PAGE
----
The PGA Championship has moved to May, making it the second major on the PGA Tour schedule. Do you think that makes the tournament any more relevant or do you still think of it as “the 4th major” in terms of importance?
Jim Deeks, Fairways Magazine (@jimdeeks): Excellent question! I’ve been thinking about that very subject in recent days. For the moment, the PGA is still very much the “5th” major to me, even behind the Players Championship in prestige and “must watch” importance. But in its defence, the PGA does attract the strongest field, even if it always seems like an afterthought after the Open Championship, and at the end of a long and tedious schedule. A change in date may well give it the importance, and ultimately, the respect it deserves. It may never happen, but perhaps the various stakeholder bodies should get together and formally declare that there ARE now 5 majors, including the Players, running monthly from March to July.
Michael Schurman, Master Professional / Life Member, PGA of Canada: Moving the PGA into May is one of the genius marketing ploys of all time. This particular event might not prove it because the leaves aren’t even on the trees in NY yet. Bethpage will be a great test! The PGA has the strongest field of the majors but will never overcome the traditions of the Masters, the reputation of the US Open or the nostalgia of the British Open. What has happened through the move is the PGA TOUR PLAYERS CHAMPIONSHIP is now poised to pass all the others and not only become a major but the ‘top’ major. It has all the earmarks of doing so.
Dave Kaplan, Freelance Writer (@davykap): It’s still the 4th major and will always be the 4th major. Its rank has nothing to do with its position on the calendar. The other three majors have distinct personas: The Masters is played every year on the hallowed grounds of Augusta National, the most beautiful and revered golf club on earth, and marks the beginning of spring and the golf season; the U.S. Open is always tricked out, forcing players to battle both one another and a beefed up golf course that is armed to the teeth with trouble; and the Open has historic significance on its side, being the oldest golf tournament and the first major in addition to always taking place on a rotation of iconic, British golf courses. The PGA Championship is just the other major and will always be that other major. It’s not as old as the U.S. or British Opens and its rotation of courses isn’t as significant. Not that it’s a bad tournament, by any extent . . . there have been some incredible moments and storylines over the major’s 103 iterations. It’s just that it will always pale in comparison to the other three, and there’s nothing wrong with that!
TJ Rule, GolfAwayTours (@GolfAwayTJ): I have to admit, I’m more interested in the tourney now that it’s the 2nd major of the year, so it’s a much better spot in the calendar for the 4th best major! It’s still clearly bottom of the major barrel for me, but at least there is excitement around it with it being early in the year, and the fact that Tigermania is in full effect. It also doesn’t hurt that the tournament is at a great course, which will be fun to watch. I always enjoy watching tournaments on a course on which I’ve played. So, in short, it likely isn’t any more relevant as a tourney, but I’m more interested to watch it this year for sure.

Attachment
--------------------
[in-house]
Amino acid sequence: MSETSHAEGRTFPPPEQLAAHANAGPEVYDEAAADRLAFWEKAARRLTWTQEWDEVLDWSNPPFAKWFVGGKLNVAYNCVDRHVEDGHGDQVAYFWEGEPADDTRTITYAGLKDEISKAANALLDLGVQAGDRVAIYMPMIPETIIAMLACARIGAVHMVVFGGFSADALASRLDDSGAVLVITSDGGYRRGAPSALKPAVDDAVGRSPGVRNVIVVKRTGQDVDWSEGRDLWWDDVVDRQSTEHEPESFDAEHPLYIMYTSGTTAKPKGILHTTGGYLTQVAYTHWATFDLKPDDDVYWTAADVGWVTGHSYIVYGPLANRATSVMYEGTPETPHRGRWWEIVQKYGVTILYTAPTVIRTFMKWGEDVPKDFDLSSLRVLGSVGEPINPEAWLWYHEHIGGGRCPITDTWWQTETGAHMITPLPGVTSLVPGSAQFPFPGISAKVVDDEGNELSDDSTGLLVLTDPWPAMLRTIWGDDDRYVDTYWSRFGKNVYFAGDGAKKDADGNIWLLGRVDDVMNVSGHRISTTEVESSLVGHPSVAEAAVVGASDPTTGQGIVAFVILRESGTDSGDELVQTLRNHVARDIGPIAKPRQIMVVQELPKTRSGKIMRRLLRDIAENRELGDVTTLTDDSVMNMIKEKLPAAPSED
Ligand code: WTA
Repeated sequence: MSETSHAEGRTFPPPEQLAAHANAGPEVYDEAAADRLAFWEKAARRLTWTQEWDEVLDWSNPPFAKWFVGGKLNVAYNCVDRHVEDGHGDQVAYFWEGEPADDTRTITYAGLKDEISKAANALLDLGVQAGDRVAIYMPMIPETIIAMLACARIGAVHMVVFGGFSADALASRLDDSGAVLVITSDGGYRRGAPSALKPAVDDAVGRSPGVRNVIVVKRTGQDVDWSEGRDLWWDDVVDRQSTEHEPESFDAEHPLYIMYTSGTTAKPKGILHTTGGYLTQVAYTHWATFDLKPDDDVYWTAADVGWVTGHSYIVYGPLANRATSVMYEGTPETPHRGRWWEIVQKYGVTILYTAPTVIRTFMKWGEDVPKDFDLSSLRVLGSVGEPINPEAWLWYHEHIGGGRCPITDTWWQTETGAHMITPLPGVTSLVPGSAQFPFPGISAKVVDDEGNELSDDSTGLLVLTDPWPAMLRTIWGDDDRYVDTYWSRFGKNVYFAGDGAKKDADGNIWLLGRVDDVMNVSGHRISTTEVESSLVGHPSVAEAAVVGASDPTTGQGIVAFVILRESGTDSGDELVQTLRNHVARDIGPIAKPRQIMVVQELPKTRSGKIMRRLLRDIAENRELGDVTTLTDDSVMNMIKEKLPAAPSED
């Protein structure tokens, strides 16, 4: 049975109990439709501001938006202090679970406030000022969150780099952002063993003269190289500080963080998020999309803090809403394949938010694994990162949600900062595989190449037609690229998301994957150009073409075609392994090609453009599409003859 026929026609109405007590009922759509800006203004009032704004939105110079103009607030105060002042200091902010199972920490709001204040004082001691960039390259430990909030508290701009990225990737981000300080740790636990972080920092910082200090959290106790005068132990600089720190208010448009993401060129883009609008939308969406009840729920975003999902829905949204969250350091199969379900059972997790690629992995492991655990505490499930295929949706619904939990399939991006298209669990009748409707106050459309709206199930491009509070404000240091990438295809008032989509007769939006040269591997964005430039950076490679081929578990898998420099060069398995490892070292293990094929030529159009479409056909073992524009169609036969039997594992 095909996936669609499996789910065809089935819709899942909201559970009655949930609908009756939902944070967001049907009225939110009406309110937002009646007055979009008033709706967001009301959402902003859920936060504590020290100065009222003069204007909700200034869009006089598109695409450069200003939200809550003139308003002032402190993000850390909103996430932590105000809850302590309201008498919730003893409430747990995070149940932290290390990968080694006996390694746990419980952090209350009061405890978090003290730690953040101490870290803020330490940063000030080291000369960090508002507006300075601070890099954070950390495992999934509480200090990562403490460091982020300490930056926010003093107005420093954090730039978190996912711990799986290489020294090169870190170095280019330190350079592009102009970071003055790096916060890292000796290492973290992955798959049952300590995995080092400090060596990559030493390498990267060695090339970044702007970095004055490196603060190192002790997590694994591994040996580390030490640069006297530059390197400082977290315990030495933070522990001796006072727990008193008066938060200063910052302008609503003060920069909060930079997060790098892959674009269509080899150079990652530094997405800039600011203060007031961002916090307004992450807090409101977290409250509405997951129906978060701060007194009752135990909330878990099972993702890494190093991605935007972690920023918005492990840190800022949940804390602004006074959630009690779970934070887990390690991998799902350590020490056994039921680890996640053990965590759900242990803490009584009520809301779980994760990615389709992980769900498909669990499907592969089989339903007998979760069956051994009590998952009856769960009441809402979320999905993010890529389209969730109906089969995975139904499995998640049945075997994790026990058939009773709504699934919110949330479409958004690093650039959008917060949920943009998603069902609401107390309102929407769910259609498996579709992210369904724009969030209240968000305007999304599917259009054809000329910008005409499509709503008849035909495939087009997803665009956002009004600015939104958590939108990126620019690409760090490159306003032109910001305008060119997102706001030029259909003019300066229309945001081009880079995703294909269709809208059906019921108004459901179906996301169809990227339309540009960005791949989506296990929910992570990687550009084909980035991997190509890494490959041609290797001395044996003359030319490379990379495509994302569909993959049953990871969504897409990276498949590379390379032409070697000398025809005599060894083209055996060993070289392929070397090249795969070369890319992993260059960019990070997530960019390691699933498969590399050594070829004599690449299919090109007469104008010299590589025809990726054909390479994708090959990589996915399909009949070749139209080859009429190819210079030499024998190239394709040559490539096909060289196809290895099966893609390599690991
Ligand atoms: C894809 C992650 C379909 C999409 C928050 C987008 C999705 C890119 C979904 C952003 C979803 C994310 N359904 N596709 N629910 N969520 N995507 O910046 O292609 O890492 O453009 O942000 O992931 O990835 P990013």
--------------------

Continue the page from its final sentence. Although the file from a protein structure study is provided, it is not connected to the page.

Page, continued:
Hal Quinn, Freelance Writer, Vancouver: It makes it more relevant and gives it a shot at getting on par with The Players’ Championship only because it now fits with big guy tune ups for The Open and the U.S. Open. I always liked the PGA just the way it was, but now it will have to get a bit more serious. At 7,400 + yards and par 70, the Black doesn’t need U.S. Open rough and wacko green speeds and nutty pins — the weather should prevent that anyway — so if it remains its own self but with a great field, it just could be #5.
Peter Mumford, Fairways Magazine (@FairwaysMag): For me, the PGA Championship falls behind the other three majors and maybe even the Players Championship. Over the years it has produced a number of “lesser” champions like Shaun Micheel and Rich Beem, that somehow detract from the significance of the event. The date doesn’t change that. While that’s my feeling, I’m pretty sure the players don’t think of it any less than the other majors. When all is said and done, it’s the number of majors won that counts, not their name.
Tiger Woods has some history at Bethpage Black having won a U.S. Open there in 2002 and finished sixth at the national championship in 2009. Combined with his recent win at Augusta, oddsmakers have Tiger listed as the favourite to win the PGA Championship at 8-1. Do you think that’s reasonable or are people just too caught up in Tigermania?
Deeks: I think (and hope) people are too caught up with Tiger. No doubt he’ll be in contention, but I wouldn’t be putting more than five bob down on him. To its misfortune, the PGA has produced some less than superstar winners over the years, so it’s literally more of an “everyman’s” tournament. I think whoever can best plug his ears and not get trampled by the screaming horde that will accompany Tiger’s every step at Bethpage, and post a lower number, will be a most deserving winner.